This pretty 727-200F has just arrived at Goma International Airport. Captured on the tarmac in late September by contributor Guido Potters, it is Services Air Cargo’s first 722F. Services Air had, like many Congolese operators, been using ex-Soviet Antonovs for many years, but in the last 18 months has attempted to switch over to western aircraft beginning with this ex-FedEx 727. The carrier is rumored want more 727s but appears to only have this one, along with an Antonov An-26, in its small fleet. Services Air currently uses the flagship 727 between Kinshasa and Goma, and other ad-hoc destinations.
Other carriers fly 727s to GOM include Compagnie Africaine d’Aviation and Hewa Bora Airways, and according to Mr. Potters, the Antonov AN-12 is beginning to filter out of civil cargo operation.
Goma is located far to the east in the Democratic Republic of Congo and just across Lake Kivu from Rwanda. Like war-torn city itself, Goma International has faced significant challenges in the last sixteen years –among them two civil wars (and continuing political unrest) and having nearly one-third of its runway covered in lava after a 2002 volcanic eruption. The airport has never been completely repaired but remains in use.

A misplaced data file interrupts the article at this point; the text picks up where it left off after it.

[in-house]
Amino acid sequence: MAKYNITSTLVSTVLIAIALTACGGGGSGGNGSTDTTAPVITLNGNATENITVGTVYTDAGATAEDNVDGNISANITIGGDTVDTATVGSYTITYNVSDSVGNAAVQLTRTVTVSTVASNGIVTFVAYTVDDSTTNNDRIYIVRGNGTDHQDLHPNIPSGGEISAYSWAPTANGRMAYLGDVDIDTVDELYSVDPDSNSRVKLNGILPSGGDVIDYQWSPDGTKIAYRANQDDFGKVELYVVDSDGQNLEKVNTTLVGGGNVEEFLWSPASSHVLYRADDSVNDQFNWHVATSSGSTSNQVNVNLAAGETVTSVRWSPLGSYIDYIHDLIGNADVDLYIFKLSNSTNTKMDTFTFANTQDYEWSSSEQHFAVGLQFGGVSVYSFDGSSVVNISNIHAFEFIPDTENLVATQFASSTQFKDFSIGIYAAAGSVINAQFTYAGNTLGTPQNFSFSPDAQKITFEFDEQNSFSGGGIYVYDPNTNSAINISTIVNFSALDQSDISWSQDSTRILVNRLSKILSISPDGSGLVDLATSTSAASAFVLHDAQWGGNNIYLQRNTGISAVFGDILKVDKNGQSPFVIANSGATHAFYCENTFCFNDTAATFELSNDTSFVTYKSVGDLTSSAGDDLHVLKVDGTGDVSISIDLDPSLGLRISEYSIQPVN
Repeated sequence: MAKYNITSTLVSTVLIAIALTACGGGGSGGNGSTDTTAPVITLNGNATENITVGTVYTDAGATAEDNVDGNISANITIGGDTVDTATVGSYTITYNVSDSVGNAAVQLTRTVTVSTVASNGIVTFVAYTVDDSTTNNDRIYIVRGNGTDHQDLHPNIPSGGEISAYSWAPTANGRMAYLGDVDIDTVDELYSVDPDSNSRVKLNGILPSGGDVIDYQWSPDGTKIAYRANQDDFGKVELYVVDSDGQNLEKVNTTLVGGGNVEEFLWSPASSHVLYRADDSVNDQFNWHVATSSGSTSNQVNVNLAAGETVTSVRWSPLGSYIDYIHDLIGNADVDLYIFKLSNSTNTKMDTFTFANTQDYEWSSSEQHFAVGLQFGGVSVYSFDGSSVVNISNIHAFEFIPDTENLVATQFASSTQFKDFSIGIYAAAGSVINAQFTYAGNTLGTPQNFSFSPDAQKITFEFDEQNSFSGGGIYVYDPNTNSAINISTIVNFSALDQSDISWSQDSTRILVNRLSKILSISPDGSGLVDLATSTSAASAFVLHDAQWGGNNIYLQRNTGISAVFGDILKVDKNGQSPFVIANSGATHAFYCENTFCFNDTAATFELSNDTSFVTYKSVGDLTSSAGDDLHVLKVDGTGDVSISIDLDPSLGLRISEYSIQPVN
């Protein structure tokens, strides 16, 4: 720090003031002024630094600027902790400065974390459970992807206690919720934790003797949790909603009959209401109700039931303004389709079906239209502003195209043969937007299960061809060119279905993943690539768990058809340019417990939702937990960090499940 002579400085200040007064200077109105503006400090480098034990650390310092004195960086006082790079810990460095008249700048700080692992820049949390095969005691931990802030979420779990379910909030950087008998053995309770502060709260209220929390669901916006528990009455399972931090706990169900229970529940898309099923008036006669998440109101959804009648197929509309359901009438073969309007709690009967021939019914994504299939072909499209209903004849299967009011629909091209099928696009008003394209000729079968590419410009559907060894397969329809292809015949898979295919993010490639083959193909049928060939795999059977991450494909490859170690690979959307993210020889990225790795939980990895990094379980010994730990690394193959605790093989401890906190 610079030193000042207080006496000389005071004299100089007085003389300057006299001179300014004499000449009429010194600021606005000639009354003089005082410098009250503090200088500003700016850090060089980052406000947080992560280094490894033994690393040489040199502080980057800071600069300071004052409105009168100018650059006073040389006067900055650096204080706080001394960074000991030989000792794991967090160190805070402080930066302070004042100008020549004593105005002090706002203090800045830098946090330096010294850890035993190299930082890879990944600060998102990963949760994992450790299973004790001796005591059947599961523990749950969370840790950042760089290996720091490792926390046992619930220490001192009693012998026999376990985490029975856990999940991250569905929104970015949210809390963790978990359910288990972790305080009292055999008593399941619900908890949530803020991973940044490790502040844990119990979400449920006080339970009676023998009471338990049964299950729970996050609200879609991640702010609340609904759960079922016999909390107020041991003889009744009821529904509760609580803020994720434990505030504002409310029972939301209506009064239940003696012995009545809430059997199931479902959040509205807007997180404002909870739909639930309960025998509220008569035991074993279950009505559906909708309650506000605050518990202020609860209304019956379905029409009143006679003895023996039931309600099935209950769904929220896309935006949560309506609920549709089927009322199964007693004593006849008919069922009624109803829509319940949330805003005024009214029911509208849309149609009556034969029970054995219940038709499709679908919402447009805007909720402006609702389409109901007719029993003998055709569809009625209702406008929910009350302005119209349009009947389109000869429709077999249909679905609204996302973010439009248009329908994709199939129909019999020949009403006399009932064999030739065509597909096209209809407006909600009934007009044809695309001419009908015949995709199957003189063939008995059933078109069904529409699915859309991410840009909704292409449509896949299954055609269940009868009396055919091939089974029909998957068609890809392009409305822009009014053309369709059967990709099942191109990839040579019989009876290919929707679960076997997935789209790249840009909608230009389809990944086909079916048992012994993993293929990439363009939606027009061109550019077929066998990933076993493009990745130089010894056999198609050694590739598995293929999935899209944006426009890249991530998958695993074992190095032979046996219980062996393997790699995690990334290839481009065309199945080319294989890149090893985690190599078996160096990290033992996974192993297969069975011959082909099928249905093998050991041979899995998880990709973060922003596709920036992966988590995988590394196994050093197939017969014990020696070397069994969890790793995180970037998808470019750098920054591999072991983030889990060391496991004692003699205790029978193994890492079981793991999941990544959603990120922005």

Goma is a major center for air-shipping Cassiterite, a tin source that is also valuable as a gemstone and is mined locally in the Nord-Kivu province.
9Q-CSS (msn: 22924) isn’t just one of Congo’s newest freighters. It is also a significant aircraft, being the very first 727-200F new-build freighter, delivered to Federal Express on April 28, 1983. Scores of former pax and QC 727s have been converted to freighters for service around the world, but only fifteen were actually built as dedicated freighters by Boeing, all in 1983-84 as production of the 727 wound down before finally coming to a close in the late summer of 1984. All were built for FedEx.
The last passenger 727 was delivered to US Air just a few weeks before 22924 was delivered to FedEx (as N201FE). Services Air bought the plane in January of 2009.
Photographer: Guido Potters. This photo may not be used without the express permission of Guido Potters. To see more of Mr. Potters’ fascinating and revealing images of Congolese and Kenyan aviation, click here. You’ll be happy you did.